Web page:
The ongoing coronavirus pandemic, known as COVID-19, has caused many new phrases to enter our collective vocabulary. One we’re becoming familiar with is “social distancing” – a practice healthcare professionals and infectious disease experts say is paramount to preventing disease outbreaks.
“Social distancing reduces the spread of a contagious infections and diseases from person-to-person by reducing how many people we each come in contact with,” says Odaliz Abreu Lanfranco, M.D., an infectious disease expert with Henry Ford Health.
This is especially necessary for people who have tested positive for COVID-19 or are experiencing cold or flu-like symptoms. However, since some people may be carrying the disease but showing minimal symptoms or may think they have a common cold or allergies, we all need to practice social distancing for the greater good.
It sounds simple but, in our connected world, we are learning how complicated social distancing can be to enact.
Government and health officials continue to combine recommendations and mandatory restrictions, like school closings and the recent restaurant/bar restrictions enacted by Governor Gretchen Whitmer in Michigan. Many businesses and public places like libraries, theaters and museums have voluntarily closed their doors for the time being out of an abundance of caution.
Here are some basic recommendations that Dr. Abreu Lanfranco confirms we should all keep in mind, including activities to avoid, ones that can be done but with caution, and the many activities that are still considered safe to do.
(Please note: These are general guidelines based on current information and they will continue to evolve as the situation changes, so be sure to check websites like the Centers for Disease Control and the Michigan Department of Health & Human Services for the latest information and follow those recommendations.)
Activities To Avoid
The following activities and situations are some of the easiest ways COVID-19 transmission occurs, which is why many of these locations have already been closed or restrictions are in place:
- Group gatherings
- Playdates or sleepovers
- Concerts or theater events
- Sporting events
- Crowded retail stores or malls
- Crowded bars or restaurants
- Non-essential workers in your home
- Church services
- Visiting nursing homes or hospitals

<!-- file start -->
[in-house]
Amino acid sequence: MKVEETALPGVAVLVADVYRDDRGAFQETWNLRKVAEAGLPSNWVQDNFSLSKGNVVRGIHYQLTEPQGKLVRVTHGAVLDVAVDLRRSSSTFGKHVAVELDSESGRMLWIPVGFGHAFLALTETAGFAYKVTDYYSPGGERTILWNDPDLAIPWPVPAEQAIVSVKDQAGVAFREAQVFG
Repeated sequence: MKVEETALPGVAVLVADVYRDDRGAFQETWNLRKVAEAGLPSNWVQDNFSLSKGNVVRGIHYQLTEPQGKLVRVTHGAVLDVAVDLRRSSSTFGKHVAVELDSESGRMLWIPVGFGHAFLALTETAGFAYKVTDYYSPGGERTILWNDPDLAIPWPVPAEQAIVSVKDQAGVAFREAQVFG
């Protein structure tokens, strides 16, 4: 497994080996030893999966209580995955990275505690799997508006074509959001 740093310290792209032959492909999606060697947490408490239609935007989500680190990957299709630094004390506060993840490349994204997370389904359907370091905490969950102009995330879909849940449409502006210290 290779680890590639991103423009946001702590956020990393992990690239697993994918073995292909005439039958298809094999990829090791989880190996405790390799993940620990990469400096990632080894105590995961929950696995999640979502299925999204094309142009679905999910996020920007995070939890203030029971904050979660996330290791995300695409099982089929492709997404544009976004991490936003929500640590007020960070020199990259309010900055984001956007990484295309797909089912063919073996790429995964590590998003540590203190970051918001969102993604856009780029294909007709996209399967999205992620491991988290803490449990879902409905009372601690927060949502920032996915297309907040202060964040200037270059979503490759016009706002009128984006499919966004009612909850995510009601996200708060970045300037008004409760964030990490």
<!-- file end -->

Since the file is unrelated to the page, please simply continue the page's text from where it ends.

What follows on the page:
- Contact with sick people or people with symptoms
- Workouts at gyms, fitness centers or studios
Activities That Require Caution
These activities usually involve minimal social contact, but should only be done when necessary. In these instances, take precautions like keeping space between you and others (at least 6 feet away is the recommended minimum), avoiding those who are coughing or exhibiting signs of illness, wiping down surfaces with disinfectant wipes, and practicing good handwashing and/or hand sanitizing.
- Visiting the grocery store, food market or food pantry
- Visiting the pharmacy
- Getting take-out food
- Travel (pay close attention to CDC restrictions/warnings)
- Non-essential appointments (doctor, dental, salon, etc.)
- Mass transit (if other transportation is not available)
If you fall under the high-risk category (older adults or people with chronic medical conditions or compromised immune systems) or if you are sick or experiencing a fever, cold or flu-like symptoms, you should avoid these activities. Try to find assistance from a family member, friend or neighbor.
Activities That Are Safe
While it feels like there are a lot of “don’ts” right now, it’s important for your mental health and well-being to remember that there are lots of activities that you can still safely do. They will help you and your family cope during this unprecedented time of social distancing.
- Taking a walk or run
- Going for a hike or bike ride
- Practicing yoga
- Doing yardwork
- Playing in the yard with pets or kids
- Reading a good book
- Writing in a journal
- Having a family game night
- Video chatting with friends
- Cooking or baking
- Listening to music
- Going for a drive
- Calling to check on friends, loved ones and neighbors, especially the elderly
- Meditating or doing breathing exercises
- Coloring or working on a craft or art project
- Playing an instrument
- Watching concerts online
- Taking online classes
- Taking virtual tours through museums or zoos
The bottom line: We all need to stay informed of the latest recommendations and do our part to stop the spread of COVID-19 and keep ourselves and our community as healthy and safe as we can. Always err on the side of caution when making decisions about how much social distance to keep.
For up-to-date information about Henry Ford Health’s response to the coronavirus, visit henryford.com/coronavirus.
To learn more about Henry Ford’s virtual care services, including virtual visits, MyChart messaging and other options for care, visit henryford.com/virtualcare.
Dr. Odaliz Abreu Lanfranco specializes in infectious diseases and sees patients at Henry Ford Hospital in Detroit.